The global corporate pest under the brand name Monsanto is raking “better-than-expected second quarter earnings, helped by strong demand for its soybean and corn seeds.”
Its net income for the quarter ending February 28 jumped 28.7 percent to $1.4 billion.
The company posted earnings of $3.19 per share, topping analysts’ average estimate of $2.79 per share. Sales rose to $5.07 billion from $4.53 billion a year earlier.
“The company’s performance was driven in part by strong gross profit growth from its corn and soybean businesses, the absence of the Argentine peso devaluation and benefit from the sale of its Latitude wheat fungicide business,” Monsanto said.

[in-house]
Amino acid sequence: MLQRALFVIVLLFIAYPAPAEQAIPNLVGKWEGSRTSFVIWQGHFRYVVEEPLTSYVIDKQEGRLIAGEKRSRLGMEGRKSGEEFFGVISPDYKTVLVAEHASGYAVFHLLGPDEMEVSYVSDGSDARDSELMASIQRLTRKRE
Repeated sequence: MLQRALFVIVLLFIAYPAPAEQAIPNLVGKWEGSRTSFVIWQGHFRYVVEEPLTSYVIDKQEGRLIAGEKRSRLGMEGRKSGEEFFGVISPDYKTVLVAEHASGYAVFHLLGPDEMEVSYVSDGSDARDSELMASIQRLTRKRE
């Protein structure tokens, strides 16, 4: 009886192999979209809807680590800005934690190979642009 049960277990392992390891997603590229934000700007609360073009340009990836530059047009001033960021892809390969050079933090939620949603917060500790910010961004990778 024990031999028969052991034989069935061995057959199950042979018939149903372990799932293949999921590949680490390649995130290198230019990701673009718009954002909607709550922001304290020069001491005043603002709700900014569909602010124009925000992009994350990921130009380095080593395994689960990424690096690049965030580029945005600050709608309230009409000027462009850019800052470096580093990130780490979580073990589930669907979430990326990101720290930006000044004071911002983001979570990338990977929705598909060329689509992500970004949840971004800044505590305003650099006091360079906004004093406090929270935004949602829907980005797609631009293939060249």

The company’s CEO Hugh Grant said…
“We are delighted to have delivered such an excellent first half and strong second quarter, in the face of what is still a tough macro economy for agriculture.”
Sales of corn seed and traits rose eight percent, while sales of soybean seeds and traits jumped 10.2 percent.
The total corn, soybean and cotton acreage in the US is projected to be 2.2 percent higher in 2017, which is positive for Monsanto; analyst at Susquehanna Financial Group, Don Carson told Bloomberg.
Monsanto is the subject of a $66 billion takeover bid, $128 a share, by German pharmaceuticals giant Bayer, expects full-year profits to be also higher.
WW2 Xyklon B manufacturer Bayer and Monsanto would certainly make a perfect pair. Currently, the richest “philanthropist” and vaccine promoter Bill Gates is a major shareholder of Monsanto.